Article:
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Ask the Expert - Johannes Ullrich

Johannes Ullrich is the Chief Research Officer for the SANS Institute, where he is responsible for the SANS Internet Storm Center (ISC) and the GIAC Gold program. Prior to working for SANS, Johannes worked as a lead support engineer for a Web development company and as a research physicist. Johannes holds a PhD in Physics from SUNY Albany and is located in Jacksonville, Florida.

1. There have been so many reports of passwords being stolen lately. What is going on? Is the password system that everyone is using broken?

Passwords are broken. A password is supposed to be a secret you share with a site to authenticate yourself. In order for this to work, the secret may only be known to you and that particular site. This is no longer true if you use the same password with more than one site. Also, the password has to be hard to guess but easy to remember. It is virtually impossible to come up with numerous hard to guess but easy to remember passwords. As a result, users will reuse passwords, or use simple passwords that are easy to guess. Most users would have to remember several hundred hard to guess passwords to make the password system work.

2. What are the best practices today for managing and storing passwords for applications?

As recent breaches have shown, passwords may be leaked via various vulnerabilities. As a first step, you need to ensure that your applications are well written and as secure as possible. Code with access to passwords needs to be reviewed particularly well, and only limited database users should have access to the password data to avoid a SQL injection in one part of your code that doesn't need access to the password data from being escalated to affect password data.

Password data should not be stored in clear text, but encrypted or hashed. Most applications never need to know the clear text form of the password, making cryptographic one way hashes an ideal storage mechanism for passwords. But it is important to recognize that any encryption or hashing scheme is still vulnerable to offline brute force attacks once the data is leaked. After a password database is leaked, you can only delay the attack, but you can not prevent it.

A proper hash algorithm should delay the attacker as much as possible, but should not be too expensive to cause performance problems for the application. Any modern hash algorithm, like sha256 will work, but you may need to apply it multiple times in order to slow down the attacker sufficiently. Other algorithms like PBKDF2 and bcrypt are slower and may be preferred over the rather fast and efficient hash algorithms like sha. But it is important to use an algorithm that is well supported by your development environments. Applying a fast algorithm like sha256 multiple times will in the end be as efficient as using a more expensive algorithm once (or fewer times).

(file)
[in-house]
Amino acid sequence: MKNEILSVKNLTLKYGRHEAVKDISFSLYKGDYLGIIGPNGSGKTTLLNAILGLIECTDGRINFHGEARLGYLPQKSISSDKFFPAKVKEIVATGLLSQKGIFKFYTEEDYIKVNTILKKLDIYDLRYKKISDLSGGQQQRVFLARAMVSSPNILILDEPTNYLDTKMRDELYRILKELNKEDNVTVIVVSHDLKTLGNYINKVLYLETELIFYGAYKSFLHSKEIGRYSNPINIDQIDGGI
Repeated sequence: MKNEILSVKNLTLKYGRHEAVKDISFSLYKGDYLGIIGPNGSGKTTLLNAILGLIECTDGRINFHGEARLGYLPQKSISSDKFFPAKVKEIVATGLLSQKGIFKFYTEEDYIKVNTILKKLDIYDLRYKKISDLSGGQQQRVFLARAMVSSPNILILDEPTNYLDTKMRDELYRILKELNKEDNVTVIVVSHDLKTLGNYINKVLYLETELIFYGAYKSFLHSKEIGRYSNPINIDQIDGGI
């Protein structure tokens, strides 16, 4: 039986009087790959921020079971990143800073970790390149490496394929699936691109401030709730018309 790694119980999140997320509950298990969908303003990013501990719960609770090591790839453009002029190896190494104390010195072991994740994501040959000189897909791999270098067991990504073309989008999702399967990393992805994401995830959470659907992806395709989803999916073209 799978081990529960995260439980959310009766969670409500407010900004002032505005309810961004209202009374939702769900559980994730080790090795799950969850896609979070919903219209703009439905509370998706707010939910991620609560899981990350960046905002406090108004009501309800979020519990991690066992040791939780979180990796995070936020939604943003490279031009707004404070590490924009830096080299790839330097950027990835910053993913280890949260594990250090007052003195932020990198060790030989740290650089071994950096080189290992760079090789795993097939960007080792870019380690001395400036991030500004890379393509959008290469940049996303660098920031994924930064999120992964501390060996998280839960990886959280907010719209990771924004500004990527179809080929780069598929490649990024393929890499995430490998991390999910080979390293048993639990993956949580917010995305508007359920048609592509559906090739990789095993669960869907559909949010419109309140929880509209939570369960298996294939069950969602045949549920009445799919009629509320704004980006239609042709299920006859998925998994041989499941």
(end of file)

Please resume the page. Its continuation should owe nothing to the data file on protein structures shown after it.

In addition, data should be added to the password before it is hashed. This data is frequently referred to as "salt". If possible, each password should use a different salt. The salt serves two purposes. First of all, multiple users tend to pick the same password. If these password will be hashed, the hashes will be identical. An attacker breaking this hash will be able to access multiple accounts. If a unique "salt" is added first, the password hashes will be different. In addition, by using a sufficiently large salt, brute forcing the password will be harder. One of the most efficient brute force methods is the use of "rainbow tables". Rainbow tables are pre-computed hash databases that are compressed to allow for very efficient storage and queries. Currently, these tables are widely available for strings up to 8 characters long. If one restricts the table to more common dictionary terms, larger tables are available as well. By adding a long unique salt, the string to be hashed will exceed the length commonly found in rainbow tables, and by picking a non-dictionary salt, and attacker would have to create specific rainbow tables for each salt value, making them impractical. The salt is stored in clear with the account information. Sometimes, it is just prepended to the hash. A random salt is ideal, but in many cases, a simple salt may be derived from information like the user id or the time stamp the account was created at.

As a basic summary describing secure password storage: Take the users password, prepend a salt unique to this account, and hash the result as many times as you can afford using a commonly available hashing algorithm.

Over time, you should expect CPUs to become more powerful, and as a result, the number of iterations required to protect your password will increase. Design your application in such a way as to make it easy to change the number of iterations.

References:
1. https://www.owasp.org/index.php/Password_Storage_Cheat_Sheet
2. http://blog.zoller.lu/2012/06/storing-password-securely-hashses-salts.html

3. How can people test or review their apps to make sure that they are handling passwords in a secure way? What should they look for?

Quick Answer: When reviewing an application, make sure that authentication is implemented only once and easily changed later to adopt to a more complex hashing scheme. Developers should be instructed to use these authentication libraries and refrain from writing code that accesses the password database directly.

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